There are many colleges, and there are many paths to get to them. The American education experience is all about options and opportunities. The workshops and mentors at the Mentorship Program are here to help you find your path. Each student has personal circumstances – academic background, particular interests, family background, and financial circumstances that determine that path. We are here to help you decide on best strategies so that your strengths and uniqueness come through.
One of the unique features of American education is its focus on the overall character of the candidate. Grades and test scores are important, but they are not the only thing. U.S. colleges are interested in students who will graduate to be compassionate, resilient, resourceful and thoughtful citizens of the world. They seek candidates with passion and the ability to work hard for a greater good. As a candidate, it’s your task to demonstrate why you are a good candidate.
Let’s look at several possible undergraduate scenarios. You are or and you are very different from each other even though you both come from Indonesia and may even wear the same school uniforms. You may be:
The well-rounded kid
You are a well-rounded student with very good grades. You have worked hard and played sports, or maybe play a musical instrument. You may have volunteered somewhere or in some way managed to build a record of extracurricular activities. You prepare your college list (safe, target and reach schools). When one of these schools admits you, it doesn’t matter which one because you only applied to schools you want to attend. So you are accepted into a college that is right for you. Colleges love kids like you because you know how to do many things and can contribute to their academic and student life. Congratulations!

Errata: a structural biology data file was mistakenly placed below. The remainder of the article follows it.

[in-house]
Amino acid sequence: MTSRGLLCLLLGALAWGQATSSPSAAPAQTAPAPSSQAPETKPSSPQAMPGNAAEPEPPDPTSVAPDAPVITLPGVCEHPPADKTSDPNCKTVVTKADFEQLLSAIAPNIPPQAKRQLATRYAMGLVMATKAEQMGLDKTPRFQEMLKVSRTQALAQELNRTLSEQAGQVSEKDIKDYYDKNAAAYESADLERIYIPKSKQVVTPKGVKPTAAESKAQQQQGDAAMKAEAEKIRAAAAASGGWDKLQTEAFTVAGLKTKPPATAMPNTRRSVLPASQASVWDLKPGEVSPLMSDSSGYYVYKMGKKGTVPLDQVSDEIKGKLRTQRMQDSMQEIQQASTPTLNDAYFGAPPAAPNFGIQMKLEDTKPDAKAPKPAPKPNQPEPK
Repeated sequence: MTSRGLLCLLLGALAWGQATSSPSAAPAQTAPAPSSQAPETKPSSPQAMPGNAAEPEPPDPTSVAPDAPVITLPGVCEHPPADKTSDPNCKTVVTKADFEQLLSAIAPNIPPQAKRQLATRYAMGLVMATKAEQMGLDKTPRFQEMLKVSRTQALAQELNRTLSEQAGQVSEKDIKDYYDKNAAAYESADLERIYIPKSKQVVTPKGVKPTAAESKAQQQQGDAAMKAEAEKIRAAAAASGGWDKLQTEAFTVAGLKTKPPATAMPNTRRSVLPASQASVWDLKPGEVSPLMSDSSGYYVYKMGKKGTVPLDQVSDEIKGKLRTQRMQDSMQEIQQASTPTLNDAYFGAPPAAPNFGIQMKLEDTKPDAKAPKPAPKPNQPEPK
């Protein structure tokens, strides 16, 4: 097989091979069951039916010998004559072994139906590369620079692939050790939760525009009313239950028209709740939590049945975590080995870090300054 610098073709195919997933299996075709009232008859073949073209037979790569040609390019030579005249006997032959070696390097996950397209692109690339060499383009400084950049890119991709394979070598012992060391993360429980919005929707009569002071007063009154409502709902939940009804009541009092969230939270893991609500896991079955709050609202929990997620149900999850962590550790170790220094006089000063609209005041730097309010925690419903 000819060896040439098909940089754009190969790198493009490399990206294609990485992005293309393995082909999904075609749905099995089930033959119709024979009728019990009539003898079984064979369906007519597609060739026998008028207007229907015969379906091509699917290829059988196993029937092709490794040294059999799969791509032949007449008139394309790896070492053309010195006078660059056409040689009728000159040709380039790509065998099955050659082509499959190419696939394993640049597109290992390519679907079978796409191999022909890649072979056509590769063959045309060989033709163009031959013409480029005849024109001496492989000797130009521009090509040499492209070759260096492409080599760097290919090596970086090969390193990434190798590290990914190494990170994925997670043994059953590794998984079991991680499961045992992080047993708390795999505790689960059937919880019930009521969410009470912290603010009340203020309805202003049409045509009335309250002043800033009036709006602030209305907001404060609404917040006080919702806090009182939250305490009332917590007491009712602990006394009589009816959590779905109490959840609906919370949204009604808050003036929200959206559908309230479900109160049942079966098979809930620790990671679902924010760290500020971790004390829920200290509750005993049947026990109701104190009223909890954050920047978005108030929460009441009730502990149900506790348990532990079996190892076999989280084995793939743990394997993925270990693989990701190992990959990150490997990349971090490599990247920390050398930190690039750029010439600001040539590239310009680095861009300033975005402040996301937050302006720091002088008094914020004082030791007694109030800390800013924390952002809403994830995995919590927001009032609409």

The asymmetrical kid
You are very good at “x.” You have always liked math and you are good at that. Or maybe it is biology or design. Maybe you are an athlete or a musician. Whatever it is, you are really good at it. You have gone to fairs and competitions and you have won awards. Most of your activities are related to “x.” You haven’t done much of any sport or other activities, may be a bit of “y.” You apply to schools that you know have strong “x” departments. You get in because they love “x” kids. Congratulations!
The leader kid
You are a very sociable person with a talent to organize people and events. You have have obvious leadership qualities and you are not shy to try different activities and experiences. You volunteer for things and are curious about a, b or c. Other kids gravitate toward you. You have perhaps set up a club or organized an event. You are not quite sure what you want to study, but you are passionate about a, b, or c. You are bright, get good grades, but not necessarily top 1%. You prepare your college list, prepare an outstanding application, and get in the school of your choice, the school that is right for you. Colleges love kids with initiative and passion. Congratulations!
The special circumstances kid
You are a great kid, but you changed schools, or cities or countries. Or perhaps your family situation is unusual, even difficult. Perhaps you or your sibling have a learning challenge, a condition you have been dealing with all your life. Or perhaps you made mistakes, or one big mistake, that you regret but you have learned from. Despite challenges, you have done relatively well because you have worked hard and picked yourself up from the ashes or swam against the current. You are more mature than your peers because you have had to deal with life situations which taught you resilience and, hopefully, compassion, which college admissions like. You apply to your list of colleges and you manage to put it all together. You get in your school of choice. Colleges love kids with an ability to overcome difficult circumstances. Congratulations!
One of the most misunderstood factors in deciding if and where a student can go to a U.S. college is cost. Many U.S. and international student do not apply to college because they know they cannot afford it. Most of those who do apply, find a financial solution. Finance should never be the leading factor of whether you apply to college or not, and you should never NOT apply to a certain school ONLY because you think you cannot afford it.